Ghulam Jalani received his PhD from the Department of Mining and Materials in 2015. His thesis research was focused on building a multi-functional platform for tissue engineering, imaging, and drug delivery. Today, he is Lead Scientist at Alentic Microscience Inc. in Halifax.
Q: What inspired you to start a PhD in materials engineering?
I was born and raised in Pakistan and did my undergrad there. Then, I got the chance to study in a Master’s program at a university in South Korea for two years. That’s where I started looking into PhDs because, in Korea, the Master’s program was extremely research-based. You basically lived in the lab. I had some good publications and had some good research background at that stage so I thought I should go for a PhD.
Q: How did you end up in your current position after your PhD?
I think my PhD was quicker than for a lot of people. I finished in less than three years, technically. My professor was very surprised when I told her I was quitting research and wasn’t even applying for academic jobs. But she was very supportive. I had decided to go into industry instead of academia, unlike a lot of other people who pursue postdocs and research-based careers. I was very clear, I wanted to see my research and my work translated into real problem-solving skills.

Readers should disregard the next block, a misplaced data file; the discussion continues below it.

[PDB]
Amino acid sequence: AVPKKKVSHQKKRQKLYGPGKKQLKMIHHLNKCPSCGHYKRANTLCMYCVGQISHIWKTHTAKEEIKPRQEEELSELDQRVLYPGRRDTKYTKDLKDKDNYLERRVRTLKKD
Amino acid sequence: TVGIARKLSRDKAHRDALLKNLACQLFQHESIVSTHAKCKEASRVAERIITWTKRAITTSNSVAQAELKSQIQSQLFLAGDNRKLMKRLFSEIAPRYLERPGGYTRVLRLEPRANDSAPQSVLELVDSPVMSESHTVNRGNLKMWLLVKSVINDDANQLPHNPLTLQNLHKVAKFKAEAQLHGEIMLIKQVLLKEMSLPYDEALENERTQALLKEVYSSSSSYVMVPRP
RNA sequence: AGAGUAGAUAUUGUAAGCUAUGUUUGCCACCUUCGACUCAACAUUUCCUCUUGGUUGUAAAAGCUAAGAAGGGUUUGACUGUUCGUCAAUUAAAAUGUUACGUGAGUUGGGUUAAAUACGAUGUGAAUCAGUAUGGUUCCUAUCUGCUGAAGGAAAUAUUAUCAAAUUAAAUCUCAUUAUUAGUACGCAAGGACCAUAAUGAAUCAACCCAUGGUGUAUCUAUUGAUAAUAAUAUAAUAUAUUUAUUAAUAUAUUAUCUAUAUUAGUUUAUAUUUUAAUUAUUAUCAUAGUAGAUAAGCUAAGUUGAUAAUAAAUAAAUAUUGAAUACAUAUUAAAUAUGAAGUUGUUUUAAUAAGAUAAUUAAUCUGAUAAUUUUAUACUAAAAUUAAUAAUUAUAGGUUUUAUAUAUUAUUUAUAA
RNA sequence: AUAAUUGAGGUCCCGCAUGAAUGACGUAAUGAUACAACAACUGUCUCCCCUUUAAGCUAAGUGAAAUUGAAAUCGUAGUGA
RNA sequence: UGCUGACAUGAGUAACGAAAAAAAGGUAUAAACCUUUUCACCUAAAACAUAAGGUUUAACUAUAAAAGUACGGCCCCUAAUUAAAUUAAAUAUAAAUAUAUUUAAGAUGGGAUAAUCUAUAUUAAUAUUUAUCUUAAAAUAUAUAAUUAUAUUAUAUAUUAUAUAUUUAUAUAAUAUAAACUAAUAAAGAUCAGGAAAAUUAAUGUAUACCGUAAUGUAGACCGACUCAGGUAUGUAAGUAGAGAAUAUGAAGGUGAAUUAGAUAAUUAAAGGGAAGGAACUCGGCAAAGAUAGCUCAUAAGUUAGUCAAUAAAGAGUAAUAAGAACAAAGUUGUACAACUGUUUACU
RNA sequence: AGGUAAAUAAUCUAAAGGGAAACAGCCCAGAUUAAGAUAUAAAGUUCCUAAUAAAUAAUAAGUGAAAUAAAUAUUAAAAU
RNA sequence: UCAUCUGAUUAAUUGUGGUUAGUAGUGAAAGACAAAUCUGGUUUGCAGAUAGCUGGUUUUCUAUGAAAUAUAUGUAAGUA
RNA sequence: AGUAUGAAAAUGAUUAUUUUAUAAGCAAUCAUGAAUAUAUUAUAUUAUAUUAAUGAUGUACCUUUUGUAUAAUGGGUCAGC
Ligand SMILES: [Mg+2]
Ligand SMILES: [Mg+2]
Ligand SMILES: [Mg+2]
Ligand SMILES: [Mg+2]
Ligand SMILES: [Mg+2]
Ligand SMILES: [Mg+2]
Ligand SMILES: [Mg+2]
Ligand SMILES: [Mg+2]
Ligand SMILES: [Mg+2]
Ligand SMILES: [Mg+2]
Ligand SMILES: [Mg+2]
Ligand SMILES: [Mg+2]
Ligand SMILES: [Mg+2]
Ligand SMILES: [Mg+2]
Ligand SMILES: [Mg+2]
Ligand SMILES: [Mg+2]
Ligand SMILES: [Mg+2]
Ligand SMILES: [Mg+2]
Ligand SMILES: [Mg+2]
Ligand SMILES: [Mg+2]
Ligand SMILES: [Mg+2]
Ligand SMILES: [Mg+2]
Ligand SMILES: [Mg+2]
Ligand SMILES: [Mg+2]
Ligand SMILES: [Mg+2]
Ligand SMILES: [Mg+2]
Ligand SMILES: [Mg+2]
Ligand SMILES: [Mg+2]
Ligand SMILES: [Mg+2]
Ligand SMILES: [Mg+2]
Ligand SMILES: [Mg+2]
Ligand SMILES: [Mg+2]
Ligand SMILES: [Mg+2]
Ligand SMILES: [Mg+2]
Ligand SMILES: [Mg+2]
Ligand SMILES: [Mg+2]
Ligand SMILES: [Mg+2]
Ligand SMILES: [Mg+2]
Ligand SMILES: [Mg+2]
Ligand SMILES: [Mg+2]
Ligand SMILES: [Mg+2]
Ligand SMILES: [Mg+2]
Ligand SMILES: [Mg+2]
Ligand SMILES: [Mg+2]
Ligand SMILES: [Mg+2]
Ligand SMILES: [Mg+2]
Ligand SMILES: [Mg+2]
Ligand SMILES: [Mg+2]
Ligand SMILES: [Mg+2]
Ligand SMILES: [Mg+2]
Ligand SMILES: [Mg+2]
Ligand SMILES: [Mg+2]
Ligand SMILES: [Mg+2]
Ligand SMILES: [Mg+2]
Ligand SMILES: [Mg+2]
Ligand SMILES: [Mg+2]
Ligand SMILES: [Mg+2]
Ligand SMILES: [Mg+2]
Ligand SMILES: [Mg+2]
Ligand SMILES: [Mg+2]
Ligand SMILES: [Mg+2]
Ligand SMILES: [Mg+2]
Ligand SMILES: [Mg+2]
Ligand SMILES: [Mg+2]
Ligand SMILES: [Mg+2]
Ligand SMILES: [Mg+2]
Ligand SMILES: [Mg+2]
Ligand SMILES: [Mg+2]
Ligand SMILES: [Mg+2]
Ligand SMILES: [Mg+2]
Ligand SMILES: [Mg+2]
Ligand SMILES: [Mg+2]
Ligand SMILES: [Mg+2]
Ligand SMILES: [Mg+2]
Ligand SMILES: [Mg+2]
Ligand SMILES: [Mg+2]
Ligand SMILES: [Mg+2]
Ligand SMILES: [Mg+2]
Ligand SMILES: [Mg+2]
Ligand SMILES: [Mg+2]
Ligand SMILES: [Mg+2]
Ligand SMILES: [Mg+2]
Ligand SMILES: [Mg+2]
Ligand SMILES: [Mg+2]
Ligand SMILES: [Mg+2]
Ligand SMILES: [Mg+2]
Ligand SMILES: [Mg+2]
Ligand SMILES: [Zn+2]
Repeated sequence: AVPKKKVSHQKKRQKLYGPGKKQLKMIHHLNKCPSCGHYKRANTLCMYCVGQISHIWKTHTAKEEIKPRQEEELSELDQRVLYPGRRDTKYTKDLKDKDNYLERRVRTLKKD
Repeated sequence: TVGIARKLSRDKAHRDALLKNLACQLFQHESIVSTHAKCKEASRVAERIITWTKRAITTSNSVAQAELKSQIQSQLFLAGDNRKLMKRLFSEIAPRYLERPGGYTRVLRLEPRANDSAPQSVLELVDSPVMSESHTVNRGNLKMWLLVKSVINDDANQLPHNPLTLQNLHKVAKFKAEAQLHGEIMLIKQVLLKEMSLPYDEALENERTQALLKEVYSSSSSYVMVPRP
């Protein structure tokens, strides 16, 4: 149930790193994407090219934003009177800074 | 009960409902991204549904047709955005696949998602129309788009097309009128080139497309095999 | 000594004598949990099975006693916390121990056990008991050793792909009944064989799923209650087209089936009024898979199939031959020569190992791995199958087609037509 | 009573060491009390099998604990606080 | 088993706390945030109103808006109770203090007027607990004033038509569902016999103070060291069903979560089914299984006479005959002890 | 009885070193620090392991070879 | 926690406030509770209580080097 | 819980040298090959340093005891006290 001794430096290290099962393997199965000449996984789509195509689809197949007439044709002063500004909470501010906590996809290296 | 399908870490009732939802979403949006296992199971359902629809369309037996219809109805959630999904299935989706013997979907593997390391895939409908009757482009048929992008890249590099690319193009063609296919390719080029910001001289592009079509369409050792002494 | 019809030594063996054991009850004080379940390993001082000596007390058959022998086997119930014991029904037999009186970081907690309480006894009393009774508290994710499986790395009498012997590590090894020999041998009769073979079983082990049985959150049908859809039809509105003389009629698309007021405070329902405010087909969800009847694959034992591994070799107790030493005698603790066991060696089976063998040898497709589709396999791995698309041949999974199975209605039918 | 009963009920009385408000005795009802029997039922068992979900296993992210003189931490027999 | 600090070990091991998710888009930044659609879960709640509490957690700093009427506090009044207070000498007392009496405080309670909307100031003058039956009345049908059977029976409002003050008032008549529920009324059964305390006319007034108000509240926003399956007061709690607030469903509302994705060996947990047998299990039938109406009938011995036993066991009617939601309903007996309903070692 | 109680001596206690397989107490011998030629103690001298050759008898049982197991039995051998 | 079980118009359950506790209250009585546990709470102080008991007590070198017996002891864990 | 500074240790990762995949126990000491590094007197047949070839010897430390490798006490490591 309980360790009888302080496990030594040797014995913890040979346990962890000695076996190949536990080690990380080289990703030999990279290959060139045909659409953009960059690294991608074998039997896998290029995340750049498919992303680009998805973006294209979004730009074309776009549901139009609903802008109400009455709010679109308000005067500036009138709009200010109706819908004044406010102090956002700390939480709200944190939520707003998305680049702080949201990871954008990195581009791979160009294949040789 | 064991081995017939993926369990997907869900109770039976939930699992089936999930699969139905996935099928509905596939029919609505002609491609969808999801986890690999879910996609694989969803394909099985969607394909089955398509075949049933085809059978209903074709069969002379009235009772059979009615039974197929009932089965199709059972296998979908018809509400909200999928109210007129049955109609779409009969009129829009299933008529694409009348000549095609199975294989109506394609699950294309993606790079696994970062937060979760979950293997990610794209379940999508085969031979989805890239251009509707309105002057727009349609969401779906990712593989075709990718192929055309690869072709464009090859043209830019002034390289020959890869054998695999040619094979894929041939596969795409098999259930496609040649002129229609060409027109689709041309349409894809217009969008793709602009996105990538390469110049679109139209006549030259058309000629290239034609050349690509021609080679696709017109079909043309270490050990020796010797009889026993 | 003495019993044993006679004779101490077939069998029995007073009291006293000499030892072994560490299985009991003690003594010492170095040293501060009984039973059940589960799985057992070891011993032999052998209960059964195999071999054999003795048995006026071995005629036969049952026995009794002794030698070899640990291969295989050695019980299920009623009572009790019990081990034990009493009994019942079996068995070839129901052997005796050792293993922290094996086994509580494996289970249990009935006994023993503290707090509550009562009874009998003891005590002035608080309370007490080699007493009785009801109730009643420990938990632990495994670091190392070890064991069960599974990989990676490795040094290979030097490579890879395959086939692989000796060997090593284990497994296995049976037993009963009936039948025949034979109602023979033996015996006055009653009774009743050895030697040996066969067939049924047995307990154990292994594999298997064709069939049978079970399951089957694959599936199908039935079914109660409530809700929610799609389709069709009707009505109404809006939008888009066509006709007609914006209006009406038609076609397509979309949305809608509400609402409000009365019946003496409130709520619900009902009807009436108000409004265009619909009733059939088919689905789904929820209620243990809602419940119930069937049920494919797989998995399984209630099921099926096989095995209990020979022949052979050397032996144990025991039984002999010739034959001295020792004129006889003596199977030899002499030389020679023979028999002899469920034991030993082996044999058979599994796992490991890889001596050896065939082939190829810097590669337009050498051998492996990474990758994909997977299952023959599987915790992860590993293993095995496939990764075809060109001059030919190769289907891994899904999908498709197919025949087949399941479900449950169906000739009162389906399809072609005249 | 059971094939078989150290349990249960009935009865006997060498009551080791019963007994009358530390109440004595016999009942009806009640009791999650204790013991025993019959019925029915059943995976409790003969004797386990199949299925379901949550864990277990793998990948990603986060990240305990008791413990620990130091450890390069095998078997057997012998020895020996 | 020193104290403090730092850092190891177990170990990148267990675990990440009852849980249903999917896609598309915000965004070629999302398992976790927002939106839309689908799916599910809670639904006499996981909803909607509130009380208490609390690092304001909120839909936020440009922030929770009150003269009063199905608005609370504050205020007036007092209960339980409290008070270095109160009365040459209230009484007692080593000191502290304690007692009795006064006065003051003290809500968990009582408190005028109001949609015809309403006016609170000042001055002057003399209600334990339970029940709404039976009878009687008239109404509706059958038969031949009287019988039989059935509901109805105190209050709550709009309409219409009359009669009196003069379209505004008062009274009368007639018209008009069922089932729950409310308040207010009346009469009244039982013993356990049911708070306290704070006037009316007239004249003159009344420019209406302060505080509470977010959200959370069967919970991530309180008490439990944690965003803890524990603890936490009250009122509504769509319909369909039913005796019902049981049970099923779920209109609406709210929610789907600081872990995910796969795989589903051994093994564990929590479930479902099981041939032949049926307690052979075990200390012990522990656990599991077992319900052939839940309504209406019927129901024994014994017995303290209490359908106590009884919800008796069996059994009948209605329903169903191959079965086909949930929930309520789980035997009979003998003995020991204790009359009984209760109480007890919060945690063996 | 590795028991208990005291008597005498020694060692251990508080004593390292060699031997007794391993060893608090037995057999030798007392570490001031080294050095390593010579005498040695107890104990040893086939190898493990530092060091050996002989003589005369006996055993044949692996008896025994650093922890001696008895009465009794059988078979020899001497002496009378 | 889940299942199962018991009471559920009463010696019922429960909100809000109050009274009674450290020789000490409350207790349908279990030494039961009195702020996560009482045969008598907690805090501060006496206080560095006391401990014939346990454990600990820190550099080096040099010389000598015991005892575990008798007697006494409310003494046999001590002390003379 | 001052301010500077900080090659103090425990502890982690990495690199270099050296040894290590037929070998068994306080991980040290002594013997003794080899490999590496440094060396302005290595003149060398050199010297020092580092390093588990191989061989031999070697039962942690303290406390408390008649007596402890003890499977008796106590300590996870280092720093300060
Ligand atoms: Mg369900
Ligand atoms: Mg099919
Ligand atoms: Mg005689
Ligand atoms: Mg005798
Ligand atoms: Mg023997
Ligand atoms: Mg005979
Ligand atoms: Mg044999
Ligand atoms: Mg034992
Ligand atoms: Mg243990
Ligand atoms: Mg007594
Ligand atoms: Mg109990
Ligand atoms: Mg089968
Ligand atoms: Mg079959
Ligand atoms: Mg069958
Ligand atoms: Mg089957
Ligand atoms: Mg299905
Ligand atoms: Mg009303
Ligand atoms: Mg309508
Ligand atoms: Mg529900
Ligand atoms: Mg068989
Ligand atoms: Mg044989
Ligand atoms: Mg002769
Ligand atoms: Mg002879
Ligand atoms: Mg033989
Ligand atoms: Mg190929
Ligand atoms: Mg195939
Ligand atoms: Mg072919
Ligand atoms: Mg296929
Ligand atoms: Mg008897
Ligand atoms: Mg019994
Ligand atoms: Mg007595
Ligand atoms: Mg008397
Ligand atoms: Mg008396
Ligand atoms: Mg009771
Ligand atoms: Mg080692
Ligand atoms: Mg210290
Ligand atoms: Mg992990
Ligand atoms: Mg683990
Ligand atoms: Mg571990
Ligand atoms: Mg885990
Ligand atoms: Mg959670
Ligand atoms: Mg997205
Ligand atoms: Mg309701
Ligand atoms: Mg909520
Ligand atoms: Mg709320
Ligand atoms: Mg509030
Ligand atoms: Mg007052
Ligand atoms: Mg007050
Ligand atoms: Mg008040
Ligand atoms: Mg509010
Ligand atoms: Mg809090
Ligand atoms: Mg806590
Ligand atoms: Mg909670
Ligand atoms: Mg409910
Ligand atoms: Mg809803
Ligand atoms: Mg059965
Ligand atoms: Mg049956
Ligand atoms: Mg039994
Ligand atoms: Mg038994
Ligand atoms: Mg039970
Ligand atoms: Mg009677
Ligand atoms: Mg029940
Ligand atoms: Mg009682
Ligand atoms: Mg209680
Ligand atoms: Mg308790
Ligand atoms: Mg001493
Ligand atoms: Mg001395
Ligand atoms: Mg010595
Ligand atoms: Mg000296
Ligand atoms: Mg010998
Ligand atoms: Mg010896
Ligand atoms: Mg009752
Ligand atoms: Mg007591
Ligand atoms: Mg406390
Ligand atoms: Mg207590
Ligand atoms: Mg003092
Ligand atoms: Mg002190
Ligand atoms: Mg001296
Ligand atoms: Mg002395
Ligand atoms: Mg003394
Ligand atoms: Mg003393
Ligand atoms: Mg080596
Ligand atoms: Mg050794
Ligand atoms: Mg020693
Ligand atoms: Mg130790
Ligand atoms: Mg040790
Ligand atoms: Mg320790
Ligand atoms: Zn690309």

Q: Is that something you had decided before you started your PhD or only once you had finished?
I think it was a bit of both. I already had industrial inclinations after my bachelors—I had some experience working for a couple of companies. I think I was always made for industry, although I had a good research profile as well. My philosophy is that, wherever you are, you just do your best and see what happens. I tried to do as much as I could in the PhD, but I had a clear mind that I would end up in industry.
It has been very interesting to work in this company because it was a startup when I joined. There were only about five people there in the beginning: the CEO, the CTO, a chemist, a developer, and me, the scientist. Since 2016 we’ve built up the company, and today we are around 20 people and we are launching our first product into the market next year.
Q: And can you briefly tell us about the company?